VAT default surcharge withdrawn

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Neil Warren examines a case where HMRC’s failure to deal with telephone calls from the taxpayer to request a time to pay arrangement was accepted as a reasonable excuse.

The case of Chameleon Technology UK Ltd (TC06765) related to a 10% default surcharge of £17,599 in relation to the company’s July 2016 VAT quarter. The taxpayer claimed there was a reasonable excuse for the late payment made up of two factors:

  • unusual trading circumstances linked to a typhoon in Asia (where the company bought its goods)
  • HMRC’s failure to speak to the company’s finance director when he repeatedly called to agree a time to pay arrangement, before the tax was due for payment.

I want to focus on this second factor because getting issues resolved with HMRC by telephone is a common problem for tax advisers.

Key tips to reduce a surcharge

Here are two important tips that will help reduce a default surcharge:

  1. pay as much tax as possible on time – a surcharge is only calculated on the amount of tax unpaid by the due date.
  2. agree a time to pay arrangement with HMRC’s Business Payment Support Service (BPSS) before the tax is legally due for payment, as this avoids a surcharge for the period in question.

The company’s finance director was aware that the company would have a short-term cash flow difficulty which was predicted to continue into September 2016. The VAT due for the July 2016 period was payable by 7 September 2016. The company managed to pay £30,000 on time which reduced the potential surcharge as in tip 1 above.

The finance director also put into action tip 2. He made calls to the company’s case manager in HMRC late payment department on 7 August and 12 August plus two other calls to the BPSS (which is a different division of HMRC).

It appears that the BPSS refused to discuss a time to pay deal because of the involvement of the late payment case manager, and the late payment case manager refused to discuss the problem because there was a time to pay arrangement still in place for the previous VAT period to April 2016. Finally, a time to pay agreement was made on 9 September, two days after the due date for the July quarter payment (7 September) and hence the reason for the surcharge.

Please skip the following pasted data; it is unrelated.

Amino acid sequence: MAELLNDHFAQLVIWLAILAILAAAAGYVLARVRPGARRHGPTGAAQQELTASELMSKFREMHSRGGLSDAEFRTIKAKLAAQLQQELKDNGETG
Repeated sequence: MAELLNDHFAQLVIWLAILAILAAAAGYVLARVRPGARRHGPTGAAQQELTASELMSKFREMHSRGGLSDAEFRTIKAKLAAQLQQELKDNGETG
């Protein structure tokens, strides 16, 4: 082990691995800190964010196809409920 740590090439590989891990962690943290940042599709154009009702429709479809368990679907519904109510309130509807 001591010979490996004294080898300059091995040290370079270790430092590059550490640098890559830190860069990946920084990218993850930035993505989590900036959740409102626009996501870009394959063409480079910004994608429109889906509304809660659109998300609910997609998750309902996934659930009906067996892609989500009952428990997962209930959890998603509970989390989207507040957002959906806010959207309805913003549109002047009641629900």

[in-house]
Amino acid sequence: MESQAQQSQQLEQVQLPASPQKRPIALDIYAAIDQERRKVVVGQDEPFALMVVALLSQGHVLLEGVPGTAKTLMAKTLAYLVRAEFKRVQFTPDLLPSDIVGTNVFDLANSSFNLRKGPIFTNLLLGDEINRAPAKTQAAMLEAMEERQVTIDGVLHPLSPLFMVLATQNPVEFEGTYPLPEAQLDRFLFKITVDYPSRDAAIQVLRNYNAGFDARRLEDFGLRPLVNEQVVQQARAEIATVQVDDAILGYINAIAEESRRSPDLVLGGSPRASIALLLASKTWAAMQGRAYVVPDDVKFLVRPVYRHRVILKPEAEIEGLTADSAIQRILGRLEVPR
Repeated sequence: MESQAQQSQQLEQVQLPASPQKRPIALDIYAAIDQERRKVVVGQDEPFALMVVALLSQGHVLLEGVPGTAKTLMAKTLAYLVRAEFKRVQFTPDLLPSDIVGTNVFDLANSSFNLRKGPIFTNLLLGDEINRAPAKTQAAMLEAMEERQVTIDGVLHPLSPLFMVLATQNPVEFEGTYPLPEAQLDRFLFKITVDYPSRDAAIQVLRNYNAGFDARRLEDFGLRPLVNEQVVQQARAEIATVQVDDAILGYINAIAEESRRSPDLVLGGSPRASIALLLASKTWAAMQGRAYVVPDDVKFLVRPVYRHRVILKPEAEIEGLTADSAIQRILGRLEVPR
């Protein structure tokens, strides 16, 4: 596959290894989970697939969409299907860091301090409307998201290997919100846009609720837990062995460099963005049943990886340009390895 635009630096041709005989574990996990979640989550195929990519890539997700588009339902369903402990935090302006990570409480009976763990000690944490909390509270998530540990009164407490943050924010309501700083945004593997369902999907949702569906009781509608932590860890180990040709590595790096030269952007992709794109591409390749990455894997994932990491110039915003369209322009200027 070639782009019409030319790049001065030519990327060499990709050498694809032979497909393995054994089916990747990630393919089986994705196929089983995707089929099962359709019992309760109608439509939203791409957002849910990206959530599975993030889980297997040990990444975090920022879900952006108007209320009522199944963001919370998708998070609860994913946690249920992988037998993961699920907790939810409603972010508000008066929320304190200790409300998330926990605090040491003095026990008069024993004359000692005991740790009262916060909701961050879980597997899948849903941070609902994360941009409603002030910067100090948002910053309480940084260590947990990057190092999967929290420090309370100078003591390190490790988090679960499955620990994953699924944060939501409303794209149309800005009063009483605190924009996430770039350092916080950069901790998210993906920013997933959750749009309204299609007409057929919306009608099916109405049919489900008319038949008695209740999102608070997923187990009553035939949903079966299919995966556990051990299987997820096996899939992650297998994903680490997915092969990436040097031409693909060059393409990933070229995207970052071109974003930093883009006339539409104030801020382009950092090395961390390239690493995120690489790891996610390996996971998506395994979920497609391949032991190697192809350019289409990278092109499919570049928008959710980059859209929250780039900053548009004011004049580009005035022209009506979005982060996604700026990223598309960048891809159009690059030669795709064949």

Communication with HMRC

The taxpayer’s reasonable excuse appeal (under s59(7), VATA 1994) was allowed on both the issue as to why the company had cash flow difficulties, but also the poor communication of HMRC in dealing with the time to pay requests. To quote from the tribunal report:

“…had HMRC given the appellant’s request for a time to pay due and full consideration, an arrangement would or should have been put in place. For reasons which are not clear, the necessary dialogue did not happen, but given the fact that the appellant cleared a substantial amount of outstanding VAT very quickly we have to accept that the appellant had every incentive to agree an arrangement with HMRC. There would be no reason for them not to do so. HMRC were of course under no obligation to agree time to pay but the fact that the issue was never discussed due to no fault on the part of the appellant is in itself also a reasonable excuse.” (emphasis added by author)

Conclusion

My view is that speaking directly to HMRC officers to resolve issues will become even more difficult in the future. This is a common challenge with many large organisations, including banks, telephone suppliers and television companies. The best strategy is to fully record the details of every attempt to communicate with HMRC and, if possible, have a plan B in place if the telephone route fails.

The finance director of Chameleon followed this record keeping approach and was rewarded with success at the tribunal. Well done to him.

About Neil Warren

Neil Warren

Neil Warren is an independent VAT consultant and author who worked for Customs and Excise for 14 years until 1997.

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31st Oct 2018 23:15

Good article and a timely reminder to businesses that they are allowed to appeal such matters.

The HMRC system that generates Default Surcharges can and does spew out incorrect surcharges.

In my extended time at HMRC there were many, many occasions where SLN’s and DS penalties were issued incorrectly. However, because a SLN doesn’t mean anything in its own right, businesses just accept them. Then when there is a genuine problem down the line, and a penalty is issued, it’s a lot harder to “walk back” the original SLN.

My advice, never ignore a SLN, always make sure it has been issued correctly and if you think it has been issued in error, challenge HMRC.
The same goes with any DS penalty issued, don’t assume it is correct.
And finally, as the appeal above demonstrates, always talk (or try to talk) to HMRC if there are problems paying or submitting a return. It’s better you call them, than they call you.

Thanks (2)